24 August 2008

Musketeers of redistribution: Julio De Vido

Long time no write, sorry. I resume the translation of the Crítica Digital article titled Los mosqueteros de la redistribución ("The Musketeers of Redistribution"), which shows how the Kirchner administration isn't Robin Hood taking from the rich to give to the poor, as they arrogantly assert all the time.

… [T]he residential natural gas fee in Buenos Aires amounts to 30 cents per cubic metre. However, four million low-income households which have no access to the natural gas supply network are forced to buy [pressurized natural gas] containers at a cost of AR$1.70/m³, that is, almost six times more. Since the devaluation [of the peso, in early 2002] the residential gas fees have been frozen; but the price of the 10-kg gas container has climbed 275%, to an average of AR$30…. [Minister of Federal Planning Julio] De Vido authorized the deregulation of the gas container market, in which [the private company] Repsol YPF is dominant, and in exchange offered the so-called "social container", which is impossible to find at the price of AR$18 suggested by the State. Even if you could get that, the price (AR$1.20/m³) would be four times that of the network gas….
That is, the government forces the natural gas companies to sell their product at ridiculously low prices to a mostly middle-class public (and gives those companies a good excuse not to invest on surveying and expanding their network to less privileged areas) and allows Repsol YPF to charge six times more to the poor who aren't reached by the network, or who can't pay for a connection to it. (Until a few years ago my neighbourhood itself wasn't connected to the NG network — when it was our turn, we had to pay something in the order of AR$700 to get the pipes into our home; the equivalent price today must be three or four times as much.)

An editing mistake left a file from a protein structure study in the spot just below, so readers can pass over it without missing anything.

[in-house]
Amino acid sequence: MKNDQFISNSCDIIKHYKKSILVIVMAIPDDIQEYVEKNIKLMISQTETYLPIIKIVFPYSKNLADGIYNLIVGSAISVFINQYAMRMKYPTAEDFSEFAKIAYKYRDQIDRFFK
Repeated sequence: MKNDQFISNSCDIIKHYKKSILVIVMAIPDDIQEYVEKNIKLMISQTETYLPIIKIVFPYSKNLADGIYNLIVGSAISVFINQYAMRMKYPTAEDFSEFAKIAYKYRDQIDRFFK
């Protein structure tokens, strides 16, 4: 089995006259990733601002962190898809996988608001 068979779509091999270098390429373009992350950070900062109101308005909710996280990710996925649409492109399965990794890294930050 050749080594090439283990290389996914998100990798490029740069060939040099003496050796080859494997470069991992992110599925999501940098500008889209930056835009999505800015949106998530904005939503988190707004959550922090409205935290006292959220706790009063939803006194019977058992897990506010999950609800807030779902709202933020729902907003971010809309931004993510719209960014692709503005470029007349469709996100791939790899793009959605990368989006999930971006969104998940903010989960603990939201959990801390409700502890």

With more concern for fiscal health… in the last weeks Cristina's government started giving signs that it will unfreeze the utility fees. The astronomical growth of subsidies would threaten the fiscal balance if tax revenue were to falter in the future. … During the first semester [of 2008] the energy subsidies alone amounted to AR$8.2 billion, 295% than the same period [in 2007]. The announcement of hikes in the power fees will be followed by the slow thawing of residential natural gas fees.

The interesting thing is that the increases follow a segmented criterion: more [percent] increase for those who consume more. According to data provided by the power distribution companies, 7% of the high-income households account for 25% of the consumption. In the case of natural gas the concentration is similar.

If progressive [as in gradual?] adjustments had been applied two or three years ago, the State would have avoided a huge transference of wealth to the pockets of the less needy. Why wasn't it done before? De Vido used to explain it was not easy to identify the bills of the higher-income households, something acknowledged as possible only now.
More about this coming soon...


  1. Why wasn't it done before? You ask?
    Well, at least it is being done now.